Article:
mysql> SELECT * FROM master_name;
+---------+---------------------+---------------------+-----------+----------+
| name_id | name_dateadded      | name_datemodified   | firstname | lastname |
+---------+---------------------+---------------------+-----------+----------+
|       1 | 2001-10-29 13:11:00 | 2001-10-29 13:11:00 | John      | Smith    |
|       2 | 2001-10-29 13:11:00 | 2001-10-29 13:11:00 | Jane      | Smith    |
|       3 | 2001-10-29 13:11:00 | 2001-10-29 13:11:00 | Jimbo     | Jones    |
|       4 | 2001-10-29 13:11:00 | 2001-10-29 13:11:00 | Andy      | Smith    |
|       7 | 2001-10-29 14:16:21 | 2001-10-29 14:16:21 | Chris     | Jones    |
|      45 | 0000-00-00 00:00:00 | 0000-00-00 00:00:00 | Anna      | Bell     |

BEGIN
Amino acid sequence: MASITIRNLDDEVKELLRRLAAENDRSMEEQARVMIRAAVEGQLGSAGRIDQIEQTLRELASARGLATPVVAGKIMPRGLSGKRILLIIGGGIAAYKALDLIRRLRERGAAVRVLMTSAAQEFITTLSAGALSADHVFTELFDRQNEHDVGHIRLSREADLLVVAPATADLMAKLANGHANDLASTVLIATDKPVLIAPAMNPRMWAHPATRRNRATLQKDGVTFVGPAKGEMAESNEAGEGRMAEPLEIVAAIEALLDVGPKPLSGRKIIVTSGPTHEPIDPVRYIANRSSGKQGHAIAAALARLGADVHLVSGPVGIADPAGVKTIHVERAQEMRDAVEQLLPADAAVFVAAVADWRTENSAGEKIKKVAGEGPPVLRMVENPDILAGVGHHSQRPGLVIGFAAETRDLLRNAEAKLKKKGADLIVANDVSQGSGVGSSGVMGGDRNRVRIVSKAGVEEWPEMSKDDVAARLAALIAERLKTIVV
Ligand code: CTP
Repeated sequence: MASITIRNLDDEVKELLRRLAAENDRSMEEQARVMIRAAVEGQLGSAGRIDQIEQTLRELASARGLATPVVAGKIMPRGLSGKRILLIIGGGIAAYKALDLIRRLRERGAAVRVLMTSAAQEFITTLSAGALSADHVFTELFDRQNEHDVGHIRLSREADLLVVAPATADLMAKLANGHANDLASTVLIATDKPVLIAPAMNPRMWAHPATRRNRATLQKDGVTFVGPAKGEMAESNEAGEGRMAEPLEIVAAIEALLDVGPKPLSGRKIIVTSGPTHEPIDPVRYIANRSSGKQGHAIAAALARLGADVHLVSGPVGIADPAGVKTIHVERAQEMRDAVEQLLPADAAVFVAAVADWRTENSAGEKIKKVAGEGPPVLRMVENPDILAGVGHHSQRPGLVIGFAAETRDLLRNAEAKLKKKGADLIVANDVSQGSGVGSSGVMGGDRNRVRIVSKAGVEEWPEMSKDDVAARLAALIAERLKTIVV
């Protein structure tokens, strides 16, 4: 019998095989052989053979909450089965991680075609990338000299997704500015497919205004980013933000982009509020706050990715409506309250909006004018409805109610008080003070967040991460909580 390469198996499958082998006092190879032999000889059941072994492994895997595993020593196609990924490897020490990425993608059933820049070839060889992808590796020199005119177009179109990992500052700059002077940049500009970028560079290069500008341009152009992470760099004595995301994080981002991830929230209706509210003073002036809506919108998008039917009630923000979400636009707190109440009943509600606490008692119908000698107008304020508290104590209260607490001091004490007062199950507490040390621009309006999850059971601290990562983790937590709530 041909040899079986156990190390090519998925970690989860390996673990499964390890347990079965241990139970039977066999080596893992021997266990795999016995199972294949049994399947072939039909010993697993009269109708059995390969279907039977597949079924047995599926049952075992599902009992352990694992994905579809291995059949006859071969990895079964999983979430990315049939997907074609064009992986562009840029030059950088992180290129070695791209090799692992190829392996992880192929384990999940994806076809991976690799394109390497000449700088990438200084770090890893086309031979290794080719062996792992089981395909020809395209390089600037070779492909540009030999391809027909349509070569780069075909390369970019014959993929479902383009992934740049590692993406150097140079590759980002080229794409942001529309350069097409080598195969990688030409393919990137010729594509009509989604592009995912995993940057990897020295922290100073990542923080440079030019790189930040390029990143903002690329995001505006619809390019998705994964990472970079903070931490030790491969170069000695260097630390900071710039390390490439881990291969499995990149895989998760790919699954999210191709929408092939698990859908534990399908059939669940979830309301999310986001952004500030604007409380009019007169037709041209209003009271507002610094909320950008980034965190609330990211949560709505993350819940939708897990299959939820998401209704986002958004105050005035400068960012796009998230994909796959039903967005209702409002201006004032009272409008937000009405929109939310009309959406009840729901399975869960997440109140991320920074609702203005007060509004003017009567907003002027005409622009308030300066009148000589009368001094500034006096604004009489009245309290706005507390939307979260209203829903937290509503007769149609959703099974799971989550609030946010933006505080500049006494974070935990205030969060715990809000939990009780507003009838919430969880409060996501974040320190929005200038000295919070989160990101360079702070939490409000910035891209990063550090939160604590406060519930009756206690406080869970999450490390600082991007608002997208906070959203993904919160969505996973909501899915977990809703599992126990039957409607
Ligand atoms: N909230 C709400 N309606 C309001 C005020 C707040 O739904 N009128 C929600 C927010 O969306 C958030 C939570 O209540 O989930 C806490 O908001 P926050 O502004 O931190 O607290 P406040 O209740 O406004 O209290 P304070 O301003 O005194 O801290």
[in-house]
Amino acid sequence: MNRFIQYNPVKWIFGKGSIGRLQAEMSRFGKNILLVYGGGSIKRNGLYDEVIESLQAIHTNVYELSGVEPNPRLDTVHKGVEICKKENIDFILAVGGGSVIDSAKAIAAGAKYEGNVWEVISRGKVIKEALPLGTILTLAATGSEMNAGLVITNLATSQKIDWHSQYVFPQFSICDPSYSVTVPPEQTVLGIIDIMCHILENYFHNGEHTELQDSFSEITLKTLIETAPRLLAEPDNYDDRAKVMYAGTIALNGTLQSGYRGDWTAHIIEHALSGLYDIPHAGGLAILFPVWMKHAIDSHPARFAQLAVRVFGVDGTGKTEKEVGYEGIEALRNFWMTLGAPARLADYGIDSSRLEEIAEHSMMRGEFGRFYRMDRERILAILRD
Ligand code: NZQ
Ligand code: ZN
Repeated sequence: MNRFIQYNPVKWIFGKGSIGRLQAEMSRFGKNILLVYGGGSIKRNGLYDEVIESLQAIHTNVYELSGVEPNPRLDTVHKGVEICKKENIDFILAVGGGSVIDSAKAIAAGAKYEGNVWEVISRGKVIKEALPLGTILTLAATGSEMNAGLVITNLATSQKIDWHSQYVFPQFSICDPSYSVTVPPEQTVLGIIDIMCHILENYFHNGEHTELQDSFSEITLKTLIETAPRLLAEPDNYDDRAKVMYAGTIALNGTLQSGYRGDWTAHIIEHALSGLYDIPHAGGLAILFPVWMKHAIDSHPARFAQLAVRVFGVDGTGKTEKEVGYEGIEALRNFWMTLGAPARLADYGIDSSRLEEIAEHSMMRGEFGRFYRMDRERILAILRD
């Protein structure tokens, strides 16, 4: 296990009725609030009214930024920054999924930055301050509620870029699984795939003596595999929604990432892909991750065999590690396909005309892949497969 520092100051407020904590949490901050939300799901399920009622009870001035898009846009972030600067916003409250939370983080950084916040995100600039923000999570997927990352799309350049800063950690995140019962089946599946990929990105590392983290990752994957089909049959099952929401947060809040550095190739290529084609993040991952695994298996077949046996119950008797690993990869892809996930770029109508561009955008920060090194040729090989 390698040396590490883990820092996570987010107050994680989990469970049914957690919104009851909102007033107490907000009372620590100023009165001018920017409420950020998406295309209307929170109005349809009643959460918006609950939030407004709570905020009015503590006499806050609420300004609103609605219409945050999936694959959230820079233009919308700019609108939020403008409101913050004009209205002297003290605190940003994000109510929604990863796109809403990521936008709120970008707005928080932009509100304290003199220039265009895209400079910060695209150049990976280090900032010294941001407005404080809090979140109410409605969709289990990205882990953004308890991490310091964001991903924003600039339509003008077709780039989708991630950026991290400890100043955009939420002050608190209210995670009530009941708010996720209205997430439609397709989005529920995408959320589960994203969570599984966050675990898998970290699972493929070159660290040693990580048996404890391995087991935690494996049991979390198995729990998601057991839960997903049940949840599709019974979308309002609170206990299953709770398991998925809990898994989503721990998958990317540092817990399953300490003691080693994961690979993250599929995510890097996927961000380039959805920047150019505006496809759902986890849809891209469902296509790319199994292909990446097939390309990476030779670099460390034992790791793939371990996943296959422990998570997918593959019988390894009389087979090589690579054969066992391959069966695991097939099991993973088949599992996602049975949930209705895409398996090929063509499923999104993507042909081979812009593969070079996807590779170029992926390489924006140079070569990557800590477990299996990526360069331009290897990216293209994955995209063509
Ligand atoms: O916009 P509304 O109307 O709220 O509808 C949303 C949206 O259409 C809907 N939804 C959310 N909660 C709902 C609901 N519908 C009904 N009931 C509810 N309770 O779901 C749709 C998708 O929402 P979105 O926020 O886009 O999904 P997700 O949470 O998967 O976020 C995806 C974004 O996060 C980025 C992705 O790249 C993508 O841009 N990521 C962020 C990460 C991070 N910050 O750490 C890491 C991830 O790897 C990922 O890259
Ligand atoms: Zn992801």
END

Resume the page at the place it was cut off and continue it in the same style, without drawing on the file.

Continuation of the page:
|      44 | 0000-00-00 00:00:00 | 0000-00-00 00:00:00 | Jimmy     | Carr     |
|      43 | 0000-00-00 00:00:00 | 0000-00-00 00:00:00 | Albert    | Smith    |
|      42 | 0000-00-00 00:00:00 | 0000-00-00 00:00:00 | John      | Doe      |
+---------+---------------------+---------------------+-----------+----------+
9 rows in set (0.00 sec)

As you can see, MySQL creates a lovely table as part of the result set, with the names of the columns along the first row. If you want to select only specific columns, replace the * with the names of the columns, separated by commas. The following statement selects just the name_id, firstname and lastname fields from the master_name table.

mysql> SELECT name_id, firstname, lastname FROM master_name;
+---------+-----------+----------+
| name_id | firstname | lastname |
+---------+-----------+----------+
|       1 | John      |   Smith  |
|       2 | Jane      |   Smith  |
|       3 | Jimbo     |   Jones  |
|       4 | Andy      |   Smith  |
|       7 | Chris     |   Jones  |
|      45 | Anna      |   Bell   |
|      44 | Jimmy     |   Carr   |
|      43 | Albert    |   Smith  |
|      42 | John      |   Doe    |
+---------+-----------+----------+
9 rows in set (0.00 sec)